Filing tax while living and working overseas - expat's tax
Preparing income tax returns is almost always a headache to most people. Especially so if you are living in a foreign country and struggling in a life in a different custom and culture, and already have enough stress everyday.
We are here to help make your life easy by reducing your headaches during the US income tax filing season. We specialize in the preparation of U.S. income tax returns for people living and working abroad. We are committed to provide an accurate, quick, and professional service as an experienced Enrolled Agent (EA) at a reasonable fee, seeking the largest allowable refund which is due to you.
What is Enrolled Agent? An enrolled agent is a person who has earned the privilege of practicing, that is, representing taxpayers, before the Internal Revenue Service. Enrolled agents, like attorneys and certified public accountants (CPAs), are unrestricted as to which taxpayers they can represent, what types of tax matters they can handle, and which IRS offices they can practice before.
Income Exclusion for Taxpayers Living Overseas
Do I have to file?
In some situations you may have no tax to pay. However, you probably have to file a tax return. As a taxpayer living overseas, you may exclude foreign earned income of up to $85,700 (2007) from your total income. After this exclusion, your adjusted gross income is smaller or totally wiped out, then you think "there's no taxable income and therefore I don't need to file!" However, this is not correct. You are still required to show the IRS that you took this exclusion filing Form 2555.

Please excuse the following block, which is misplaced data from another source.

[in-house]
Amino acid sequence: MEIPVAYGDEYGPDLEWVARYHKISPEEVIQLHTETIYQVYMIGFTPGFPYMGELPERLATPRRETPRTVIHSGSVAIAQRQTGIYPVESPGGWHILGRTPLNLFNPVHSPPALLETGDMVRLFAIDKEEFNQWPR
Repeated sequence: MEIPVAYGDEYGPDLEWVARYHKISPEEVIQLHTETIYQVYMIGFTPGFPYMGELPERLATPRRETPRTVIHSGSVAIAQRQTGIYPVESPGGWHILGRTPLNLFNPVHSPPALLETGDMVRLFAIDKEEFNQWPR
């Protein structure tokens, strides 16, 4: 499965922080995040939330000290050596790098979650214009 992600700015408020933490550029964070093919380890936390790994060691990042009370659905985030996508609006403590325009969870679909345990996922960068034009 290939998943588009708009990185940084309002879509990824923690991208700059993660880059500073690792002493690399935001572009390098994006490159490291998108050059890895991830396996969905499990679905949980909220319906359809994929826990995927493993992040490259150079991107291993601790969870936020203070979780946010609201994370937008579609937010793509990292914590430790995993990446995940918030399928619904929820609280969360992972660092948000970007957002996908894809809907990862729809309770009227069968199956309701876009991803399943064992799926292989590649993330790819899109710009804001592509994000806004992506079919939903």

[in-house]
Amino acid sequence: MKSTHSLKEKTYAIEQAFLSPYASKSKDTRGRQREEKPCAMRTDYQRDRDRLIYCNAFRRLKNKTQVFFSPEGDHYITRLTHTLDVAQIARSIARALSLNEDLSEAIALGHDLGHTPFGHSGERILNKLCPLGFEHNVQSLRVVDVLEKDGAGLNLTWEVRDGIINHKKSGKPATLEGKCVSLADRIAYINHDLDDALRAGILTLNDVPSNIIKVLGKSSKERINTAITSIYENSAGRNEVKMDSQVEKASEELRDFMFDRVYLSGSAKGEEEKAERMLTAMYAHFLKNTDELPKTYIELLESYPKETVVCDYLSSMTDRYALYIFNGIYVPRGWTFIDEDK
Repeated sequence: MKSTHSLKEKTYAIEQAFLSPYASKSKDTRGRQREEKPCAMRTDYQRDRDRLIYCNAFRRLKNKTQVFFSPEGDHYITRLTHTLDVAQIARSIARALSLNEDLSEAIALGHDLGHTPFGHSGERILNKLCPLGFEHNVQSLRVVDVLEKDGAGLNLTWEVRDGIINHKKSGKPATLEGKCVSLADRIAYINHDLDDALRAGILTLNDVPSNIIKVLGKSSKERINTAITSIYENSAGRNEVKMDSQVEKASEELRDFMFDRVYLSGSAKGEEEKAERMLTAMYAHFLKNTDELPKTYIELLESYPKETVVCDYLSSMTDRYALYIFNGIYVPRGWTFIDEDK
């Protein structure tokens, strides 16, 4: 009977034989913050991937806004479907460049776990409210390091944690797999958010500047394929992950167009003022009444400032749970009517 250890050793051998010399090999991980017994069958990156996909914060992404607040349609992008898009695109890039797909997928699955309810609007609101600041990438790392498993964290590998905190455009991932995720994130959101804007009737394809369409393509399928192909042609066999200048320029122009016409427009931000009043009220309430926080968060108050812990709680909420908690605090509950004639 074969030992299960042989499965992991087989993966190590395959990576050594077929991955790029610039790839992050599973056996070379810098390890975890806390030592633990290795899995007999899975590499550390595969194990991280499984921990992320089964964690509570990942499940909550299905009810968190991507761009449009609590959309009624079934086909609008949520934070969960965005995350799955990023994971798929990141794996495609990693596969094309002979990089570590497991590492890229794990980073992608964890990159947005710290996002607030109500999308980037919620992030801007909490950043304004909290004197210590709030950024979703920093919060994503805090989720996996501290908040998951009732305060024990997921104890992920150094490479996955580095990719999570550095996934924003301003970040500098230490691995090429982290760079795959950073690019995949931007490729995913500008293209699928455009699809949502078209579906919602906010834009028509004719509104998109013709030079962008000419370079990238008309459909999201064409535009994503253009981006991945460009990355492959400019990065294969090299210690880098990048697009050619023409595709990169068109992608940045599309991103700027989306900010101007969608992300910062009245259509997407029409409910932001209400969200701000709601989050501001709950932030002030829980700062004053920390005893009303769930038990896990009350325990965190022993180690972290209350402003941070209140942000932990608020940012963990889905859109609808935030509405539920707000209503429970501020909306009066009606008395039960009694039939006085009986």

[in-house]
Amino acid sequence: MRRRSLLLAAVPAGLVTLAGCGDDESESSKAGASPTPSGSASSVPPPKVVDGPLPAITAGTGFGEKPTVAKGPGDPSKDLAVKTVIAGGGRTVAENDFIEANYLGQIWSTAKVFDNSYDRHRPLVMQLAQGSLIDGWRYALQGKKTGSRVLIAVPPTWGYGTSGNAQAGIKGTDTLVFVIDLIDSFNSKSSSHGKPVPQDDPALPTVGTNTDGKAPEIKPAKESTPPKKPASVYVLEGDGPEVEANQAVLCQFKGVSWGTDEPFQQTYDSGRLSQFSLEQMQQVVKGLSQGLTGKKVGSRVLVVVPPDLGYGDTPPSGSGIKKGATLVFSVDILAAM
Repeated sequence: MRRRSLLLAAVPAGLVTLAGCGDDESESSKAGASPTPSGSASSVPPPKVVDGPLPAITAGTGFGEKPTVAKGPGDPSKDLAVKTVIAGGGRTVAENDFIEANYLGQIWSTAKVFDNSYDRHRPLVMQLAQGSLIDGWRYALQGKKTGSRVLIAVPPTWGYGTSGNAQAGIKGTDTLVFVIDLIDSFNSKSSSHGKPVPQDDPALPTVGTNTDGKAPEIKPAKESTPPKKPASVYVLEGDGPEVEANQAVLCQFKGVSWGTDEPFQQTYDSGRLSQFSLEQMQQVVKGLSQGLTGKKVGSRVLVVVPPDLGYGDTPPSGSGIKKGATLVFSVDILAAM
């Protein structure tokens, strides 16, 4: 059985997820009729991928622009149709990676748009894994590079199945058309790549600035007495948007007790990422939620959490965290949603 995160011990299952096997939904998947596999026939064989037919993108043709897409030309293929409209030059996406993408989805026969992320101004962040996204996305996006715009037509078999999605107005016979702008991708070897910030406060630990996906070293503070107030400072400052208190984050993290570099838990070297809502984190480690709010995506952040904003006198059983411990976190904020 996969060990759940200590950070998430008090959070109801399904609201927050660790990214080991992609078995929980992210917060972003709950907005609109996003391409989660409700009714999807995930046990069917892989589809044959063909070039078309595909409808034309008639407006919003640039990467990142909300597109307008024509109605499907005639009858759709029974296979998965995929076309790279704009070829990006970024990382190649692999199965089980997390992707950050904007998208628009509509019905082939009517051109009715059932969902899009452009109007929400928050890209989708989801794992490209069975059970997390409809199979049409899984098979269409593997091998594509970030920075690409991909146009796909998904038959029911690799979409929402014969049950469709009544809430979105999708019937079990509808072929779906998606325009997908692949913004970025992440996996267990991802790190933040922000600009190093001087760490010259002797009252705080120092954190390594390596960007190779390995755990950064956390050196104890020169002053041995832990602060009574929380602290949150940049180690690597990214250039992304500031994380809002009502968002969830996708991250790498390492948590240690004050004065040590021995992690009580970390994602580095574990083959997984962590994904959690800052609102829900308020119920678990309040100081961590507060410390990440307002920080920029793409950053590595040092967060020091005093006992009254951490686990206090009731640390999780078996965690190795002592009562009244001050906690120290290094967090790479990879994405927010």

Those who with higher income may be able to claim Foreign Tax Credit (Form 1116) to offset their tax liability. If you still have some tax liability, special attention is required to calculate, because the Tax Increase Prevention and Reconciliation Act of 2005 (TIPRA) made significant changes to some of the rules pertaining to the foreign earned income and its tax. Since 2006 tax year, many people have noticed a large increase in their tax liability.
If you have a child younger than 17 years old you may also be qualified an Additional Child Tax Credit to receive a tax refund! This may be another reason to file your tax.
If your child goes to college in the US, to seek a student loan you also have to submit a FAFSA application which requires that you must file an income tax return.
We offer you a professional tax preparation with free Electronic Filing, a year-round service, and a taxpayer representation should you ever be audited (additional fee will be applied.)